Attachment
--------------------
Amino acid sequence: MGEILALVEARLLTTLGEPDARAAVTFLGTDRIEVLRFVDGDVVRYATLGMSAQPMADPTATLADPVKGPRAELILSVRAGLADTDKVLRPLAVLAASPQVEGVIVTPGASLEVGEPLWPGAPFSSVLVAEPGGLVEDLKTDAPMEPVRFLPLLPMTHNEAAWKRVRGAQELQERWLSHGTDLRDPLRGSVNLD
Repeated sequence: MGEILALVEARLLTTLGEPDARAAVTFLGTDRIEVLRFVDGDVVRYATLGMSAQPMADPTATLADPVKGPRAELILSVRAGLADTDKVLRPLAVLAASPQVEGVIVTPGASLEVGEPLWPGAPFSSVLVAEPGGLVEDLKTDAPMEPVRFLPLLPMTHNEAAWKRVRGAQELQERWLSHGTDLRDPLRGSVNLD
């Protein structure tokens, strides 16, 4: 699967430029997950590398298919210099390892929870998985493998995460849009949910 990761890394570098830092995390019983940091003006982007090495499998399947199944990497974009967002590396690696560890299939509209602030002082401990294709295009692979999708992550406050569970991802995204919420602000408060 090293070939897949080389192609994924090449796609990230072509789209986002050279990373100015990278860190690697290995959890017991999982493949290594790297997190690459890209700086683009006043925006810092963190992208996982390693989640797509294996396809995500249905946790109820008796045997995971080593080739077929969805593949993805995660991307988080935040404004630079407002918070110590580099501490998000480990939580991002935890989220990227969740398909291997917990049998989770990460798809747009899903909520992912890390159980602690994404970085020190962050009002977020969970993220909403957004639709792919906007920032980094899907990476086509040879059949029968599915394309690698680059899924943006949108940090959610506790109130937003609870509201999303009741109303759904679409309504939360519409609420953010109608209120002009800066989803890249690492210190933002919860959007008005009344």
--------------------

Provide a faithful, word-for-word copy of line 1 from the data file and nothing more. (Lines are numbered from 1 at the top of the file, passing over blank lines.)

Amino acid sequence: MGEILALVEARLLTTLGEPDARAAVTFLGTDRIEVLRFVDGDVVRYATLGMSAQPMADPTATLADPVKGPRAELILSVRAGLADTDKVLRPLAVLAASPQVEGVIVTPGASLEVGEPLWPGAPFSSVLVAEPGGLVEDLKTDAPMEPVRFLPLLPMTHNEAAWKRVRGAQELQERWLSHGTDLRDPLRGSVNLD